That which we learn to love, we grow to resemble. How do we grow into the image and likeness of God? By learning and practicing that which God has given us, created within us, USE what we have, partake of God’s Nature and participate with the Purpose and Activity of God.

Despite outer conditions, come what may, victory through us is ever and only God’s order of the day. God’s Will is victorious living. As we live in Christ, we glorify God, through expressing and manifesting God. This is awesome, but God’s Truth.

This faith we already have within us, even though it may be dormant. Victory and faith are synonymous, one and the same thing. IT IS THE FAITH OF GOD, NOT HAVE FAITH IN GOD.

Victory is already ours, as we are conscious of our own need and let go and let God bring forth. As we trust God and surrender to God all that is ours, our desire and will, “It is the Father’s good pleasure to give us the kingdom.”

Looking, loving, longing to be like Jesus, we grow into His likeness. That which we fasten our gaze upon, we become. It is my response to “Come, follow Me” with “Yes, Lord, yes” and then respond with action in daily living.

This faith requires self-sacrifice and self-giving, but God’s fruit comes forth.

This is not struggling to achieve victory, but rather, starting small and proceeding to build upon a victory already achieved. God is the Enabler, as we use what we have. God’s faith in and through us affirms the victory that overcometh the world. A Christian’s victory is not over others, but taking mastery over ourselves. The victory comes from God’s Grace, through us.

For the full text, click here. 

A Work in Progress

Road in Kenya

Breathe. Relax. Follow the path in front of you.

I woke up in a panic this morning. I had dreamed that I had planned a second trip to Africa – and that I had to leave TOMORROW. In my dream I was rushing around trying to get ready for the last minute trip: I still didn’t have my vaccines. I hadn’t packed. I couldn’t find my camera. Ack!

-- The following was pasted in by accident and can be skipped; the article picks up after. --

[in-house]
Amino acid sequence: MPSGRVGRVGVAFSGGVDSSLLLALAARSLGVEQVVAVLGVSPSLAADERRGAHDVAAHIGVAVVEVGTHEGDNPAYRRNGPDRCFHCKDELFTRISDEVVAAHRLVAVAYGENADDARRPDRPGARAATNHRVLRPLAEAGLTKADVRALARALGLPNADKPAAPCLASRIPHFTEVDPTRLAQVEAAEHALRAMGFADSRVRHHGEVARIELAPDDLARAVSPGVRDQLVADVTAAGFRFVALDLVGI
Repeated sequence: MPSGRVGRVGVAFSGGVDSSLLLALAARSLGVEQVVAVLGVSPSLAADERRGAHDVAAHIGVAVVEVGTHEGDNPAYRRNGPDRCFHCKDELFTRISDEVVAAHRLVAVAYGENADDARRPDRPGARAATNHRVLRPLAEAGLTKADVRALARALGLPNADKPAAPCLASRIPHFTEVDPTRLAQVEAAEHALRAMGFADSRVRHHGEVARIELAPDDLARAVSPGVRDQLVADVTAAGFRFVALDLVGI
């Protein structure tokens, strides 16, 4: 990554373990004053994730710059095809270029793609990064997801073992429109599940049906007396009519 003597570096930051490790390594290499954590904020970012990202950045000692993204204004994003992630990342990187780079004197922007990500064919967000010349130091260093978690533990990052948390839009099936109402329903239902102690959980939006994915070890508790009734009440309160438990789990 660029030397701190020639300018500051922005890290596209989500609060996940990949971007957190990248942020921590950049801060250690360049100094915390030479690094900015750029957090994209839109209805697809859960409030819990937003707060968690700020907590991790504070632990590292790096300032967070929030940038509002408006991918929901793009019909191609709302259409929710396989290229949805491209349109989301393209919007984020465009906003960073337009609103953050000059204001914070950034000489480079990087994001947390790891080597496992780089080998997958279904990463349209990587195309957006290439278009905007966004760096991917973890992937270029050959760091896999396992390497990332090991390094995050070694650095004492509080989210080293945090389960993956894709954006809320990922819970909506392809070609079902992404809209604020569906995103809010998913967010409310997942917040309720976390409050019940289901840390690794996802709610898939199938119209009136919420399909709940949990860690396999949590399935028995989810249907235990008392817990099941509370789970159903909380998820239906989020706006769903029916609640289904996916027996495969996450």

Breathe. Relax. In reality, I still have another month to figure that all out. And I still have a lifetime to work out everything else. One of my favorite poems reminds me of just this fact: Life is a work in progress.

In the midst of the whirling day,
In the hectic rush to be doing,
In the frantic pace of life, Pause here for a moment.
Catch your breath; Relax your body; Loosen your grip on life.
Consider that our lives are always unfinished business;
Imagine that the picture of our being is never complete;
Allow your life to be a work in progress.
- Richard S. Gilbert, Life Is Always Unfinished Business

Helping and serving others is also a continually evolving activity. Even Mother Theresa realized that when she said, “If you can’t feed a hundred people, then feed just one.” The goal is maybe to reach a hundred, a thousand, people. And it all starts with just one. As I wrote last week, sometimes that “just one” will go on to feed others, expanding in a sort of pyramid scheme of good will. [Read last week’s post.]

Start with what you have: Racheal shares a piglet with Lyness in Manyamula, Malawi

Start with what you have: Racheal shares a piglet with Lyness in Manyamula, Malawi

Del Anderson encouraged people to begin the process and feed that one person. “Start with what you have ,” he often said (and wrote) to those who came to him for advice and help. That’s helpful advice for our partners who daily see the immense need in their communities. There are people who are hungry, those who lack steady employment, and countries that lack greater systems of electricity and sewage.

Del’s advice was to first recognize that we all have something to give. If we can’t feed a hundred, maybe we have a little bit of food or money that we can share with one other person. We can allow (and welcome) all this as part of a work – and a life – in progress.

This is comfort for grant partners and seekers of justice – and even to someone who still has a million details to plan before flying to Malawi in just 32 days. Thank you God for the many sources of wisdom around me, which remind me to breathe and start with what’s right in front of me!